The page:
Varieties of Edible Mushrooms in Washington

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Wild mushrooms have become a popular ingredient in cooking.
Wild mushrooms have become a popular ingredient in cooking. (Image: mushroom image by David Sexton from Fotolia.com)

Washington State offers a great climate for the growing of fungi including mushrooms. The heavily wooded and damp areas provide the right environment for the fungi to grow without much care or tending. It is important to be careful when looking for mushrooms because some are poisonous and others have psychedelic effects. The commercial mushroom business focuses on certain types of “safe” mushrooms.

Summer Mushrooms

The King bolete mushroom is good to be harvested in fall to spring if at low elevation and spring to summer at high elevations. These mushrooms are known to grow near Conifer trees. The white chanterelle also grows near these trees and should be harvested in late summer or fall. Both of these species have poisonous look-alike mushrooms. All other boletus species are deemed poisonous and the clitocybe is known as the False Chanterelle.

Fall and Spring Mushrooms

A shaggy parasol is part of the Lepiota species. It is the only one of the species that is edible. It can be found under trees or in meadows and lawns from fall to early winter. Matsutake harvest in the fall and grow especially well by lodge pole pines. There are no poisonous or dangerous look alikes of this mushroom. The edible morel comes in the spring by Conifers but you must be careful not to find the false morels or elfin saddles as they are dangerous.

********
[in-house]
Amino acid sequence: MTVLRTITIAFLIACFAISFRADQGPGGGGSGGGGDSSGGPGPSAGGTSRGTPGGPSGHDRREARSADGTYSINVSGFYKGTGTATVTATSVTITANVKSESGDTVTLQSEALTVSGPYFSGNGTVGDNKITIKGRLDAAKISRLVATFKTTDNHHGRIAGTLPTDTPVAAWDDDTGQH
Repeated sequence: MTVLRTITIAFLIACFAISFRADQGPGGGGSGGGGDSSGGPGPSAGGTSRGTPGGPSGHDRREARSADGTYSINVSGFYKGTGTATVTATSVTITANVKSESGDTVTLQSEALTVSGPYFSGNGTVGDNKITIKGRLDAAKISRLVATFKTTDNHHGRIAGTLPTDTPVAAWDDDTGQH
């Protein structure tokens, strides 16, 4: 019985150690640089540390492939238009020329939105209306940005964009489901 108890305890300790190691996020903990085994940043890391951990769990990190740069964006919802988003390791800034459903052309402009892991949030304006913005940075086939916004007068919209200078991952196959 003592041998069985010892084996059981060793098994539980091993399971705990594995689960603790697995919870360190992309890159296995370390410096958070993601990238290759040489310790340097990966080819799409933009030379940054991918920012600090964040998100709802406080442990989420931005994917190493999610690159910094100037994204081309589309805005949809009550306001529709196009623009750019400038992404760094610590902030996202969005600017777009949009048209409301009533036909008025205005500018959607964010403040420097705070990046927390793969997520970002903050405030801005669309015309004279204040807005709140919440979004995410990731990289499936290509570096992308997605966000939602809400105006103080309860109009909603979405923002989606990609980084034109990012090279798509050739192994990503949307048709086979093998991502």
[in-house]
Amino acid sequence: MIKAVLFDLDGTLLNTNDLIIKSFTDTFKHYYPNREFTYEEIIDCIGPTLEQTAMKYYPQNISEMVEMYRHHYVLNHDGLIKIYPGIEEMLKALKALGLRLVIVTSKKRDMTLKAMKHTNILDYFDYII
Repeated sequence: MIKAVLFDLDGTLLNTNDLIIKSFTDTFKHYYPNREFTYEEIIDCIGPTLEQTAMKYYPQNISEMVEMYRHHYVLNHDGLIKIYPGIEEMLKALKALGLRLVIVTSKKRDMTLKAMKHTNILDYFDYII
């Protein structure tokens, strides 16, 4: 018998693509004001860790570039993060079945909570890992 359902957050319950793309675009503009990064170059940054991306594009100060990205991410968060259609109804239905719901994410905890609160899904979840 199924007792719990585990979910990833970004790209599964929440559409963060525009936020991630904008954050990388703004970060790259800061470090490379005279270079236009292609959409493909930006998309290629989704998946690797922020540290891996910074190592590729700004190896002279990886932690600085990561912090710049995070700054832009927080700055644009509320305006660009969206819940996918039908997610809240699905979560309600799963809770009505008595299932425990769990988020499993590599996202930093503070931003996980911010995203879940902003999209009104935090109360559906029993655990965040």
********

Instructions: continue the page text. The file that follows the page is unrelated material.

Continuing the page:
Licensing Requirements

The state of Washington requires annual licensing of all mushroom buyers as well as dealers. Restaurants are considered “dealers” by the definition of the mushroom standard if they buy from buyers because they sell the mushrooms to their diners. If the restaurant buys the mushrooms directly from the pickers they can be considered “buyers” and the cost of the license is lower.

Permitting Requirements

In order to control the growth and harvesting of mushrooms, commercial and harvesting permits have become a requirement to pick mushrooms on public lands. On federal land, you can acquire a personal use permit at no charge, but commercial permits come with a fee. Due to the increase in demand for matsutakes, king boletes, morels and golden chanterelles some ecologists are concerned so tracking (paid for by permit fees) helps alleviate the worry of over harvesting.

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